I've been using the MacBook for hours every day -- doing everything from writing to light gaming and photo and video editing. Here's what I've learned about the mid-range 'Book.
Not your father's MacBook
The two-year-old MacBook reboot is nothing like its namesake. It costs more than the MacBook Air, the machine that once defined Ultrabooks. That buys features that make the once elite MacBook Air the entry-level Mac notebook:
- Excellent Retina display.
- Just over 2-pound weight.
- Force Touch trackpad.
- Quiet, fan-less design.
- Clean keyboard backlighting.
The MacBook Air's chief spec advantage is its Thunderbolt 2 port. Useful if you plan to use it as a desktop, too.
Versus MacBook Pro
The non-Touch Bar 13-inch MacBook Pro has better specs. For $50 less than a loaded MacBook, you get two Thunderbolt 3 ports, better graphics, faster CPU, larger display, and almost a pound of more weight. MacBook portability costs.
I chose the MacBook for portability as a quad-core Retina iMac handles my desktop chores. Versus the 12.9-inch iPad Pro? Here's the rundown..
The good news: The MacBook price is in line with similarly spec'd Windows Ultrabooks. No Apple tax.
I'm an unfussy touch typist. The MacBook keys have little travel. If you like hammering the keys, you probably won't like it. But after a few days, I got used to its light touch.
Another surprise: The MacBook keyboard backlight has no light spill. More pleasant in low light conditions.
I mostly write in lightweight text editors, and sometimes in Apple's Pages. But Scrivener, the long-form writing app I'm using for a novel, has several hundred megabytes of research and is just as perky on the MacBook as it is on the quad-core iMac.
The MacBook is not a gamer's machine, but it runs Valve's Half Life 2 and the puzzle game The Witness well. The action is smooth and the system responsive. The MacBook gets warm, but not much.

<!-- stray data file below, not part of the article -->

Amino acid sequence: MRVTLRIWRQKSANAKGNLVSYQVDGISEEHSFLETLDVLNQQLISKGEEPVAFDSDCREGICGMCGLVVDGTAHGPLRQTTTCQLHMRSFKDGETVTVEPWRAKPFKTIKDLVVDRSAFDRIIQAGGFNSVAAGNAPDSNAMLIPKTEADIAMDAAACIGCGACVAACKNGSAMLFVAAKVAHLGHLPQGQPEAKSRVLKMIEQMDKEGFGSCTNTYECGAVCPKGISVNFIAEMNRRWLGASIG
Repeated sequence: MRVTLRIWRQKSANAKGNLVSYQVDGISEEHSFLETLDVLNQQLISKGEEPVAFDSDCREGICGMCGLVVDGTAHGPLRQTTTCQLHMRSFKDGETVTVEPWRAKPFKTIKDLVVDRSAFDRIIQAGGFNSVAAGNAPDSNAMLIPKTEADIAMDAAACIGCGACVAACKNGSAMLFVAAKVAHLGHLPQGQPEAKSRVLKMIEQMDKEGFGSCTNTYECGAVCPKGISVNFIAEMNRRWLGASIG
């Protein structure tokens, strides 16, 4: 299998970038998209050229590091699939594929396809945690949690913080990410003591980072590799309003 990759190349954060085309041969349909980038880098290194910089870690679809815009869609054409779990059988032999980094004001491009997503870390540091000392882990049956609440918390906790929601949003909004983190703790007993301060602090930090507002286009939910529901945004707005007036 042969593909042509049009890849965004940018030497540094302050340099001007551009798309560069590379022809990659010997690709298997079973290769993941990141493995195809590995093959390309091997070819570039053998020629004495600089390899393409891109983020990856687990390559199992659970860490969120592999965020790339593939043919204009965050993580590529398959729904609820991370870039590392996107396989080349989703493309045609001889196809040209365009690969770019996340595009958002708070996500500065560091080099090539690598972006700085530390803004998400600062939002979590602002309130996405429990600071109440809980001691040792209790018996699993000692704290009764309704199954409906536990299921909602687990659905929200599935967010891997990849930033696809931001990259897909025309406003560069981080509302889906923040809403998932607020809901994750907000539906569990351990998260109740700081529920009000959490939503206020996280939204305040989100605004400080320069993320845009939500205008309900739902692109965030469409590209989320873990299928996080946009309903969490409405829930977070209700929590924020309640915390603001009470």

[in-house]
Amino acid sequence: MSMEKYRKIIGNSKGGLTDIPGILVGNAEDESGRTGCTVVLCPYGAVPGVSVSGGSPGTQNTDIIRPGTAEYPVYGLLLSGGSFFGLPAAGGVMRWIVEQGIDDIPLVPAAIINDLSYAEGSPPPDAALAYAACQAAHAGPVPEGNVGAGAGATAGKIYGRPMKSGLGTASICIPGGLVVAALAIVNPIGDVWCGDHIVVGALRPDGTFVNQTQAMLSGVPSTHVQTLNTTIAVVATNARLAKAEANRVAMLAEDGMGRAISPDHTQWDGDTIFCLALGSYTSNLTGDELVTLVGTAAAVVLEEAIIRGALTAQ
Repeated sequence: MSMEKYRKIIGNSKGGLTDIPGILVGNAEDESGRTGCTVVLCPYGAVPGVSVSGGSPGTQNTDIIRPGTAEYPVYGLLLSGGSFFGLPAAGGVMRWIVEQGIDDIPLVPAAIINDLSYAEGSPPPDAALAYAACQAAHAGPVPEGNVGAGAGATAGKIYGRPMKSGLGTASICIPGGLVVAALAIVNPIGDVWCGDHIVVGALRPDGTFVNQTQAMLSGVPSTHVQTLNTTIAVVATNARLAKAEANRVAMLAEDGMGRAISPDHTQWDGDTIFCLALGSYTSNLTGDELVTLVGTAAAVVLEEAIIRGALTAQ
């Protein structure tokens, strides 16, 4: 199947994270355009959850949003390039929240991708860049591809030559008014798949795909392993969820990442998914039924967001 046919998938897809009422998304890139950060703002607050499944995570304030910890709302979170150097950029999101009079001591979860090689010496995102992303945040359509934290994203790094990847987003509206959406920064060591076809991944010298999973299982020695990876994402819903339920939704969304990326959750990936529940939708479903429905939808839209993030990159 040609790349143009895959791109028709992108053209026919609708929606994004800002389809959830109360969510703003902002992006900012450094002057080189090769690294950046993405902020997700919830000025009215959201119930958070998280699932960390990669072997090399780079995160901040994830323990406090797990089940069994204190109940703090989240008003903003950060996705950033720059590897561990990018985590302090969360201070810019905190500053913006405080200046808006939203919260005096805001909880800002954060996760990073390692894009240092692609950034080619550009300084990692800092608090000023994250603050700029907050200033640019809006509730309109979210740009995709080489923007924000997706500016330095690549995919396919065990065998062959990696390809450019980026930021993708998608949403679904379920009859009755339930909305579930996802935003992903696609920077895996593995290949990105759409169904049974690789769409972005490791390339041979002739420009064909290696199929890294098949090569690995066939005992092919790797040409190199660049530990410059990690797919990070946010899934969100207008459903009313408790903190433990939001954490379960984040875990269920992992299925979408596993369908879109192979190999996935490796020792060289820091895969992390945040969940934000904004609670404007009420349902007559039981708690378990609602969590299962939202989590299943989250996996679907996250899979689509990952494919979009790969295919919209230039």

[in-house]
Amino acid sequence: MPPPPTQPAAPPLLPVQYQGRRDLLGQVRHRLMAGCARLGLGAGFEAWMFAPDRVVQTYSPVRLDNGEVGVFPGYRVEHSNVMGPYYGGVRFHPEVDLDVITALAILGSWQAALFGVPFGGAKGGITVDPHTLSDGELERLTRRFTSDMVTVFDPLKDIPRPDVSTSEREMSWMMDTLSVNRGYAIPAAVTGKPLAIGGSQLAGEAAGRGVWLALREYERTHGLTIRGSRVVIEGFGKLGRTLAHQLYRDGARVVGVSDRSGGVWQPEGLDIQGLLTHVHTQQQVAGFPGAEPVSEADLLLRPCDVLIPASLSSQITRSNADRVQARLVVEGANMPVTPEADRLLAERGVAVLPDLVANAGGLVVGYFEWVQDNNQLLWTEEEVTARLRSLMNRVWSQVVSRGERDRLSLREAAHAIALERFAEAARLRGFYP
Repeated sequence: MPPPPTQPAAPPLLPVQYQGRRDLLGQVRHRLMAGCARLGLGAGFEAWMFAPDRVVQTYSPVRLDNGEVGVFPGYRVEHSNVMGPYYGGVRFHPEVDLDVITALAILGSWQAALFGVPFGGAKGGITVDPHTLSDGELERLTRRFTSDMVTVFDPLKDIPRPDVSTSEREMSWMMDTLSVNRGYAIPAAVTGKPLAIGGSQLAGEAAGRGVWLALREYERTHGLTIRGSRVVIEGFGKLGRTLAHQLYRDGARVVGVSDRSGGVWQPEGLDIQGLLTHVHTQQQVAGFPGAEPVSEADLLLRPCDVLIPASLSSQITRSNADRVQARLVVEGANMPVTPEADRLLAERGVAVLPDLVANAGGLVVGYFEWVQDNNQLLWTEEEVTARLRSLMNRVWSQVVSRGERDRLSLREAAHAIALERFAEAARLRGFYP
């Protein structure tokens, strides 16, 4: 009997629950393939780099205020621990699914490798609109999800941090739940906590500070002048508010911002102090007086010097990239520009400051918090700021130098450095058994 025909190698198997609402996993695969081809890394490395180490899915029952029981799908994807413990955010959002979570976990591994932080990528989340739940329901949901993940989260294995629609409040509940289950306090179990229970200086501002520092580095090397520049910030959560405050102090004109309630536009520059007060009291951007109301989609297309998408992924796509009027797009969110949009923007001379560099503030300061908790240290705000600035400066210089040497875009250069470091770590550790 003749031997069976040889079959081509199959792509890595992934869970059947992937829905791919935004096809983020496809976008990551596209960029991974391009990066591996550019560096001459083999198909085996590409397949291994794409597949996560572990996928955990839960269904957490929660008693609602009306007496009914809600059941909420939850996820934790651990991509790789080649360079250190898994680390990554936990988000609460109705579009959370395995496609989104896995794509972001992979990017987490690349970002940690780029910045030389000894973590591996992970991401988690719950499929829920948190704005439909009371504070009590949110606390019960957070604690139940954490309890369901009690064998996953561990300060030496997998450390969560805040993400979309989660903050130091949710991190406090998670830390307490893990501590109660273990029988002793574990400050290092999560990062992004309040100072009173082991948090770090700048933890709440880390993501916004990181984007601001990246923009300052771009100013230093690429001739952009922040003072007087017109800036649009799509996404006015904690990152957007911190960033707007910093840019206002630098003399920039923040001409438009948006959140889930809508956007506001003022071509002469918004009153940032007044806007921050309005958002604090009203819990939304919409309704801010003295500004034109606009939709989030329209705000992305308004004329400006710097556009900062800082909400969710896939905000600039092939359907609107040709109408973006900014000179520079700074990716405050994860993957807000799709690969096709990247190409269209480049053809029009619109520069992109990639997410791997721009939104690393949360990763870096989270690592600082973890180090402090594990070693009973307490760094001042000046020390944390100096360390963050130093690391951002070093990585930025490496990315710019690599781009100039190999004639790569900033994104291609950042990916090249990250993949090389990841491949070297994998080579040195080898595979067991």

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In theory, Intel's 515 graphics aren't as good the Intel 6000 graphics on the MacBook Air -- with 48 shader processing units -- but I don't see any difference. And, of course, the 515 is in a 5-watt part, while the 6000 is 15 watts.
I have a 50GB video project. Full HD video, with the FCP Library stored on the MacBook system SSD. No heavy effects -- jump cuts, simple titles -- and skimming is painless, tool switching is fast, and the display is lovely.
Downside: The m7 processor chokes on transcoding. If you use a camcorder that writes ProRes, the MacBook would work for rough cuts. It's amazing that it works as well as it does on this tiny machine.
The MacBook ran flawlessly for 34 days before I shut it down for an OS upgrade. My mail and browser are open all the time, as well as a VPN, and a variety of other apps are opened and closed daily. Solid!
The Storage Bits take
The display was the main reason I upgraded. I recently got high-end lens implants in both eyes and now can tell the difference between Retina and non-Retina displays.
But I've also noticed that my 3-pound, 13-inch MacBook Air was getting heavier, so the 2-pound MacBook was an upgrade there too. Finally, the 7 hour battery life of my 2012 i7 MacBook Air had caused me problems, which the MacBook's 10-hour battery eliminated. And the performance isn't much different.
But is the top of the line -- fast 500GB SSD, 8GB RAM, 1.3GHz m7 -- MacBook worth it? For email and browsing, absolutely not. Save hundreds with a MacBook Air, or more with a consumer Windows machine or a Chromebook.
But I'm a pro user. I'm always working remotely, even in my home office, and my livelihood depends on reliable kit.
So, that's the final piece of the puzzle for me. Apple notebooks are simply more reliable than other brands. Reliability is an investment that pays long term dividends.
Courteous comments welcome, of course.